By Matt Dolloff, CBS Boston

BOSTON (CBS) — Even two years after leaving his post as Bruins GM, Edmonton Oilers president of hockey operations Peter Chiarelli is still impacting his former team.

On Wednesday the Oilers announced that they have signed restricted free agent forward Leon Draisaitl to an eight-year extension worth an average annual value of $8.5 million. The 21-year-old Draisaitl is coming off a 29-goal, 77-point season in just his second full season in the National Hockey League.

Here’s where Chiarelli is throwing a wrench into the Bruins’ plans: Draisaitl’s situation has long drawn comparisons to that of Bruins winger David Pastrnak, who remains without a long-term deal of his own as he and GM Don Sweeney have not made as much progress to this point as anyone had hoped.

Although Draisaitl and Pastrnak’s point-per-game numbers are virtually identical to this point in their careers, it’s easy to argue that Draisaitl is a more valuable player than Pastrnak who deserved a higher AAV on a long-term deal. Draisaitl was drafted higher, as he went third overall in 2014 while Pastrnak went 25th. Though Draisaitl has played some wing alongside Connor McDavid, he is primarily a center while Pastrnak will never play down the middle.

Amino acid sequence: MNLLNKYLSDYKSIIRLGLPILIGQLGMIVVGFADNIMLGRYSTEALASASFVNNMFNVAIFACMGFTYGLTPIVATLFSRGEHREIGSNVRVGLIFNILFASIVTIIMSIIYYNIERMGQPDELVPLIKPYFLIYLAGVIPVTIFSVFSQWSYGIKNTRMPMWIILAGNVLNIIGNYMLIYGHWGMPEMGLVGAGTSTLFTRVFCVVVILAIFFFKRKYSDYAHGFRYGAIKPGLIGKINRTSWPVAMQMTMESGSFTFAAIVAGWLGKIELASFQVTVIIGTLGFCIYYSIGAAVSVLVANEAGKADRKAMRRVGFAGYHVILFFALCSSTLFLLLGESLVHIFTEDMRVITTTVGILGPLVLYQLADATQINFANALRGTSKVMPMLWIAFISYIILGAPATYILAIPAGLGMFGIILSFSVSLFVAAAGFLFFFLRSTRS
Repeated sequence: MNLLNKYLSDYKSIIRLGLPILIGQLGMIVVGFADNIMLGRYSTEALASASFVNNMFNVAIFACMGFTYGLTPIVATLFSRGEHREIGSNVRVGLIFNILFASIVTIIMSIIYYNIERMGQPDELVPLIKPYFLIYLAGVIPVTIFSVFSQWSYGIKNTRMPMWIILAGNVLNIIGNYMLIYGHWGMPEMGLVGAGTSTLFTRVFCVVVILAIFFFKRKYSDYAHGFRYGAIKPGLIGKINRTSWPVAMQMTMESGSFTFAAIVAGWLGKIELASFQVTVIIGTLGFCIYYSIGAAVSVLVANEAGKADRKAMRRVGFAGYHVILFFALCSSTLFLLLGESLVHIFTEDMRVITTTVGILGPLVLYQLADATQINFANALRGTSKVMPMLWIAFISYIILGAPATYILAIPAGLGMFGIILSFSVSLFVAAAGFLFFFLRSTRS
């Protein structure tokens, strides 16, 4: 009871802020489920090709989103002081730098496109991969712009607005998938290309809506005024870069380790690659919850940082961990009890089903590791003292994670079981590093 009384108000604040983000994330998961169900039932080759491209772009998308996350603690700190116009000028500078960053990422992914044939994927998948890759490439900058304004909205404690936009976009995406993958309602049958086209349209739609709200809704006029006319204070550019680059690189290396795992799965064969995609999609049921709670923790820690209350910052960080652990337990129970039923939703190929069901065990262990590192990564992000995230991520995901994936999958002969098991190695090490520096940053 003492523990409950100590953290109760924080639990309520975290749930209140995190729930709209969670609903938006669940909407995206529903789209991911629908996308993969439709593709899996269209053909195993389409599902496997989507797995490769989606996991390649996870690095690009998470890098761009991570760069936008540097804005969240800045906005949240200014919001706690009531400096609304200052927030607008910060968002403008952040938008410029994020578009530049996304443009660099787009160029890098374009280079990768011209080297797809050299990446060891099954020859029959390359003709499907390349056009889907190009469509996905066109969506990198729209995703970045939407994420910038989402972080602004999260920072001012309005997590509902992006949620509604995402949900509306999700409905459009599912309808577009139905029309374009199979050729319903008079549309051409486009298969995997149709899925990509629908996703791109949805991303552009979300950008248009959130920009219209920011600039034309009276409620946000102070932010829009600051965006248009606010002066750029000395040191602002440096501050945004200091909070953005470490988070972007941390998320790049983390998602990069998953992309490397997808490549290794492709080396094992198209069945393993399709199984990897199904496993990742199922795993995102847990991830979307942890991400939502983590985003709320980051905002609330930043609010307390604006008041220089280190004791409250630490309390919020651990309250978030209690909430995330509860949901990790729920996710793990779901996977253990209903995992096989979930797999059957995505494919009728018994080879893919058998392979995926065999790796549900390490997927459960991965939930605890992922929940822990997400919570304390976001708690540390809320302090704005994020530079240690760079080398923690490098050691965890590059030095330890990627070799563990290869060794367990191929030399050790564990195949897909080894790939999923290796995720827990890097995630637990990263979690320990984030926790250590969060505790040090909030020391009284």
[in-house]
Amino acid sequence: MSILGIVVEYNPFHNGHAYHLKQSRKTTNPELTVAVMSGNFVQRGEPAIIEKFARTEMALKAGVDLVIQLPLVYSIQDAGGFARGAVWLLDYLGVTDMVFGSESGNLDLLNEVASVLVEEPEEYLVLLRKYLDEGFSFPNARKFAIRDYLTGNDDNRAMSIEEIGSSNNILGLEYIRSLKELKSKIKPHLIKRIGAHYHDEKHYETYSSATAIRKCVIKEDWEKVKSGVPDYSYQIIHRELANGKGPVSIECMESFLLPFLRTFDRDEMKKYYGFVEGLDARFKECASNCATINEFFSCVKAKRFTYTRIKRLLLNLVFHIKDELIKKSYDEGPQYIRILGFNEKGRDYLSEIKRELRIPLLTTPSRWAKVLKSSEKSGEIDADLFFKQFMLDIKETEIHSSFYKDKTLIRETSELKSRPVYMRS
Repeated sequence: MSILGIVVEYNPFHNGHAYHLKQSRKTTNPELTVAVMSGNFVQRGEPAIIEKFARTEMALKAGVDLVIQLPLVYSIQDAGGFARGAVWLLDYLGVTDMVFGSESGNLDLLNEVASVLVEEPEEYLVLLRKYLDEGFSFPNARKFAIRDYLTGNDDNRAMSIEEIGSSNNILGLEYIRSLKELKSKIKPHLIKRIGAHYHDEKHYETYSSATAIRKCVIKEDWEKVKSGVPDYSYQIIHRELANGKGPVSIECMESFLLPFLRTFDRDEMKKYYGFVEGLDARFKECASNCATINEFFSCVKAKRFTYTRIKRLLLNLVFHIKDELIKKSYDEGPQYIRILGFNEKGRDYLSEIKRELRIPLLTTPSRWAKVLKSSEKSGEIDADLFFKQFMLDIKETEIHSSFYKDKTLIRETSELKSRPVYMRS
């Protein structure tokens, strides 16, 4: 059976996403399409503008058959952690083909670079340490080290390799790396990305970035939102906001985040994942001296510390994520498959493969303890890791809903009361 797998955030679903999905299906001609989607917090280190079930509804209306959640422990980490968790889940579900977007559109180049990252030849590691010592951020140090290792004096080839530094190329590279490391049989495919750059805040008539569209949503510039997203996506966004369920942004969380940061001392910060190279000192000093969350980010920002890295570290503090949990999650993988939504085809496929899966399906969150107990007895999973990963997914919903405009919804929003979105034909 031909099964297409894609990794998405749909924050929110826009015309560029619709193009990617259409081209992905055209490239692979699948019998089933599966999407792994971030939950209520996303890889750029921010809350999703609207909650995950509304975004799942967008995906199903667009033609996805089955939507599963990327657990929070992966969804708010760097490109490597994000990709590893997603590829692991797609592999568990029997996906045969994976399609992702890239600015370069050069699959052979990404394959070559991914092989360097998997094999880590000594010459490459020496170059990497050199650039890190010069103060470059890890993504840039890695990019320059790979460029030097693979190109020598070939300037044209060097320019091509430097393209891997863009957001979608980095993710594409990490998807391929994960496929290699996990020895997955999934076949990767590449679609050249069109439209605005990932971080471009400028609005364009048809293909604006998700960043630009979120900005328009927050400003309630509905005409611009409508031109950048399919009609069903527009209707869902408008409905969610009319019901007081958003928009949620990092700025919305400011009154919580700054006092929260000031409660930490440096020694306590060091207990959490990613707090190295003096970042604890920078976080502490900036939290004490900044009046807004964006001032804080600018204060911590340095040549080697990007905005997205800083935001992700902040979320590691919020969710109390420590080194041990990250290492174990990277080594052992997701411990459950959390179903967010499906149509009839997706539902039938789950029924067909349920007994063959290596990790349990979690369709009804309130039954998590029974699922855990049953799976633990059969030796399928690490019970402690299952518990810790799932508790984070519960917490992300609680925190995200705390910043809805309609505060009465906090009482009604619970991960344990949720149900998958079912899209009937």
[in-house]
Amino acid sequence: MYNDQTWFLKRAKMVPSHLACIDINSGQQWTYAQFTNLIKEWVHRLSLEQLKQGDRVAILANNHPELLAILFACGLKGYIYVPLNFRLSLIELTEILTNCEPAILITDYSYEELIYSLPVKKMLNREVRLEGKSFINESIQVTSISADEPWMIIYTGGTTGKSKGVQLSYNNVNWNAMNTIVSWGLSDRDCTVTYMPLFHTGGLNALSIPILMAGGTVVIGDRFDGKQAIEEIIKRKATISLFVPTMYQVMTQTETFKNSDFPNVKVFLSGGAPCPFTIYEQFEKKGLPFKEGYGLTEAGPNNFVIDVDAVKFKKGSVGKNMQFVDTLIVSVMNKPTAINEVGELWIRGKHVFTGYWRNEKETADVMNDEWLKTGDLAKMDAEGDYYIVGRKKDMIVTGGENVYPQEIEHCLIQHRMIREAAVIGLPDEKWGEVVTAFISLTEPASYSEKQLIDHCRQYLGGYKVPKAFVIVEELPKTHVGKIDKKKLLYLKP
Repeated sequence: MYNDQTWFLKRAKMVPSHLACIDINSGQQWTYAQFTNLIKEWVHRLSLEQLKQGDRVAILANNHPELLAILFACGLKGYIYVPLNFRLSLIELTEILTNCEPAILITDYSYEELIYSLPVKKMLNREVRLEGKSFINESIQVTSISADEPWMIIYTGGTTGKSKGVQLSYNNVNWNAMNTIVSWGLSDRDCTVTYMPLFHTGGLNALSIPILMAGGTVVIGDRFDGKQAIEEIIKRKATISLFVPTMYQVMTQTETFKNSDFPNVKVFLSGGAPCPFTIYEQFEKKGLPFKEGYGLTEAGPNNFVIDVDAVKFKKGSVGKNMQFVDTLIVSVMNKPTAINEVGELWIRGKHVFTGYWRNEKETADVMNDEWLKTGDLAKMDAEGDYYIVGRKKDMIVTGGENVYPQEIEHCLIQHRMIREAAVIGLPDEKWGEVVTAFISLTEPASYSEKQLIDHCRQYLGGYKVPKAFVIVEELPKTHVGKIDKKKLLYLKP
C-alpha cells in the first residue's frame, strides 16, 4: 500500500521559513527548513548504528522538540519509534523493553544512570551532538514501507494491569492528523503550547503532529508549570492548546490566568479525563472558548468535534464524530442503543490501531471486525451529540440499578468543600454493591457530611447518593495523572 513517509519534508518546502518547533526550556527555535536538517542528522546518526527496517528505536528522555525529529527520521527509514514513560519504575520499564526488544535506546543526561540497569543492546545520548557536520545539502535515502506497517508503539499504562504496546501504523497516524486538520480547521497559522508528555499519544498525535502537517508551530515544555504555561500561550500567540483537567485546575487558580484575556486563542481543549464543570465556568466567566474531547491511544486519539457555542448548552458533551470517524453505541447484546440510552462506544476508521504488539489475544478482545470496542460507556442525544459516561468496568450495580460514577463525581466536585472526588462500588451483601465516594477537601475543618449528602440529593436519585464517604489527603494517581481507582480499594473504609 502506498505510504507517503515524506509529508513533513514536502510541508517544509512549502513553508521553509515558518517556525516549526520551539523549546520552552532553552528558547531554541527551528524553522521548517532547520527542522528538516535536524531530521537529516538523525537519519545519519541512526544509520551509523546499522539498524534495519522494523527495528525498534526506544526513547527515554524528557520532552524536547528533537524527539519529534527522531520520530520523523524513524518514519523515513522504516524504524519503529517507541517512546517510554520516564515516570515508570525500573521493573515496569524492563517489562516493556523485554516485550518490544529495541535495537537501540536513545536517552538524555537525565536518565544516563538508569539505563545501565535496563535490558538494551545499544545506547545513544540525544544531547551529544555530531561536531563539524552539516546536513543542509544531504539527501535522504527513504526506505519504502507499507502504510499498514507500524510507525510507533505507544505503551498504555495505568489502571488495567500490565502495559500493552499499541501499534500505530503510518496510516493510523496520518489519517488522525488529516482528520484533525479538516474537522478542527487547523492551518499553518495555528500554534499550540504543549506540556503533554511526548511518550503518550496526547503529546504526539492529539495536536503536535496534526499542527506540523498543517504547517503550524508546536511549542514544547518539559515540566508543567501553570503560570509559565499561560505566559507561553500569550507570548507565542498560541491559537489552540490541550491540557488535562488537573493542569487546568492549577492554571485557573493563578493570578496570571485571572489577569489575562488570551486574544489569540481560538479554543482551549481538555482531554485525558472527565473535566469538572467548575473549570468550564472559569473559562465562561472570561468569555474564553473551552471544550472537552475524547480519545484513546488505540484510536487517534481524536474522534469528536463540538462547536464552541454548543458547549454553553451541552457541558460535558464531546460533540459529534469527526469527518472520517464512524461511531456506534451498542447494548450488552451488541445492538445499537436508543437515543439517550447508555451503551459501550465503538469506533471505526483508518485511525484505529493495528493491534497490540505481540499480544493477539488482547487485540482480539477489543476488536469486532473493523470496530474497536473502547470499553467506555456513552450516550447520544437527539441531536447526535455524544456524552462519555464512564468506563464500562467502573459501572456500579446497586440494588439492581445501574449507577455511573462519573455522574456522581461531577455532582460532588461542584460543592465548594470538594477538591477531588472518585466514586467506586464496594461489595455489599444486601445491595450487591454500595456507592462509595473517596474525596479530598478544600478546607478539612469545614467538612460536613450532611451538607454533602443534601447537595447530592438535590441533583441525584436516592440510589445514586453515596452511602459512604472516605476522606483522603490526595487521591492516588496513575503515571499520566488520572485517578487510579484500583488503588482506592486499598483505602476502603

Still, in the wake of Draisaitl’s extension, Pastrnak’s price has likely gone way up.

If Sweeney was hoping to get Pastrnak to agree to a deal closer to the $6-6.5 million AAV range, forget about it now. If Draisaitl is worth $8.5 million per season, Pastrnak’s camp has a case for at least $7 million. Anything north of David Krejci’s $7.25 million cap hit would make Pastrnak the highest-paid player on the Bruins.

Would Pastrnak be worth it? On the Bruins as currently constituted, he is arguably their most talented offensive player. Brad Marchand, who now feels underpaid at an annual cap hit of $6.125 million, is the only player you could argue otherwise.

A $7.5 million AAV for Pastrnak would put him on par with the Blues’ Vladimir Tarasenko, who had only scored 30-plus goals one time before scoring an eight-year extension in July of 2015. He’s scored 40 and 39 goals in the two seasons since. The pure numbers say Pastrnak deserves a similar deal, but Tarasenko is stronger and controls the puck better than Pastrnak at this point in his career. So you could argue that the same deal for Pastrnak, who still has room to improve in areas other than scoring, as an overpayment.

The Bruins do still have control over Pastrnak, who would have to sit out the season or make less money to play in Europe if he and the team can’t agree to a long-term deal. Ultimately, it’s best for both sides that they agree to something, even if it’s just a two-year bridge deal.

But no matter what Pastrnak ends up signing for in Boston, the price just went up. It may yet be worth it for Sweeney to extend himself for a dynamic homegrown talent, but either way he’s going to need to make more room for Pasta. And he can partially thank Chiarelli for that.

Matt Dolloff is a writer/producer for Any opinions expressed do not necessarily reflect those of 98.5 The Sports Hub, CBS, or any subsidiaries. Have a news tip, question, or comment for Matt? Follow him on Twitter @Dolloff985 and email him at

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